sociology-Wars on Drugs-124400179

sociology-Wars on Drugs-124400179 - Surname 1 Name...

Info icon This preview shows pages 1–3. Sign up to view the full content.

View Full Document Right Arrow Icon
Surname 1 Name: Instructor: Course: Date: Sociology: The War on Drugs According to the policy experts and authors, several disparities on race arise in prosecutions, imprisonments, arrests and several other aspects related to the war on drugs. During the year 1986, the anti-drug abuse act created a 100-1 sentencing disparity for possession of cocaine powder versus crack. This law was regarded as a racist act that victimizes the minorities who are most likely to poses crack rather than the cocaine powder. The law explicitly stated that those convicted in the court of justice for possession of five grams of crack cocaine would receive a five-year sentence term in prison. However, possession of 500 grams of powder cocaine has similar sentence case as that of possession of 5 grams of crack. In 1994, one policy expert, Michael Tonry wrote that the fight against drugs has intensified racial disparities in a way that promoting political and ethical defense was not likely to realize their designated objectives and were anticipated to poses adverse effects on the Black- Americans. However, the black Americans were more likely to be targets of law implementations on drug offenses and were sentenced and penalized more than the Americans. A study done by the American Civil and the Liberty Union showed that the blacks in the US were highly prone to arrests three times more for possession of marijuana than the whites despite the fact that both races have same degrees of marijuana use. Among all the states in the United States, Lowa gave a high number of the black Americans arrested due to utilization and possession of marijuana.
Image of page 1

Info icon This preview has intentionally blurred sections. Sign up to view the full version.

View Full Document Right Arrow Icon
Surname 2 The difference in rates of arrests among both the black and the whites in America was because the whites are less likely to access and purchase marijuana in the open from strangers away from their home country as compared to the blacks. As time proceeded, the racial disparities in prosecutions, arrests, penalties, deaths and sentencing, rose to higher percentages. The African- Americans, who only consisted of a small proportion of regular drug users, made up to 55% conviction cases, 74% imprisonments charged for possessing drugs and another 35% were arrested for owning the drugs. Despite these disparities, the levels of drug use among both the whites and the African-Americans were comparable; this meant that the minorities (African–Americans) were racially discriminated concerning the issues of drug offenses and other non-drug offenses. The fight against drugs has locked up many African-Americans; this damage has gone far beyond to the extent that it is far from individual control and has led to adverse effects on the families and the societies as a whole. This high incarceration has not left aside the children, families, mothers or even fathers. The disparity has led to the lack of parental figures in this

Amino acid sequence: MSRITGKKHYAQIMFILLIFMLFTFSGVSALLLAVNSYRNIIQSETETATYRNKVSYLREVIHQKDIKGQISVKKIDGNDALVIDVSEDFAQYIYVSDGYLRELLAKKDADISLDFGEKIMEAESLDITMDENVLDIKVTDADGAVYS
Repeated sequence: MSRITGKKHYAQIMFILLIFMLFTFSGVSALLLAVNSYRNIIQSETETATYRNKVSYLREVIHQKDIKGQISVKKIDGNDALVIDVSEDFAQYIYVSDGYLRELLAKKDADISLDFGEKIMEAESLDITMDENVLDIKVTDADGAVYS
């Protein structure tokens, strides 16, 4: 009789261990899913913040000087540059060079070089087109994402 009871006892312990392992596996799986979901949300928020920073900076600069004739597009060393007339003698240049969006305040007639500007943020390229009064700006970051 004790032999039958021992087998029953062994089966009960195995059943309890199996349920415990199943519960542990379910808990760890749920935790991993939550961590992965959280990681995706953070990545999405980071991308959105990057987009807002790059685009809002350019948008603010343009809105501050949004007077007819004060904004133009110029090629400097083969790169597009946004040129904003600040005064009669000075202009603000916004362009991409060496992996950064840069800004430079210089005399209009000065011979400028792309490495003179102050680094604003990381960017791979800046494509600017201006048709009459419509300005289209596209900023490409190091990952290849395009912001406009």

Image of page 2
Image of page 3
This is the end of the preview. Sign up to access the rest of the document.

{[ snackBarMessage ]}

What students are saying

  • Left Quote Icon

    As a current student on this bumpy collegiate pathway, I stumbled upon Course Hero, where I can find study resources for nearly all my courses, get online help from tutors 24/7, and even share my old projects, papers, and lecture notes with other students.

    Student Picture

    Kiran Temple University Fox School of Business ‘17, Course Hero Intern

  • Left Quote Icon

    I cannot even describe how much Course Hero helped me this summer. It’s truly become something I can always rely on and help me. In the end, I was not only able to survive summer classes, but I was able to thrive thanks to Course Hero.

    Student Picture

    Dana University of Pennsylvania ‘17, Course Hero Intern

  • Left Quote Icon

    The ability to access any university’s resources through Course Hero proved invaluable in my case. I was behind on Tulane coursework and actually used UCLA’s materials to help me move forward and get everything together on time.

    Student Picture

    Jill Tulane University ‘16, Course Hero Intern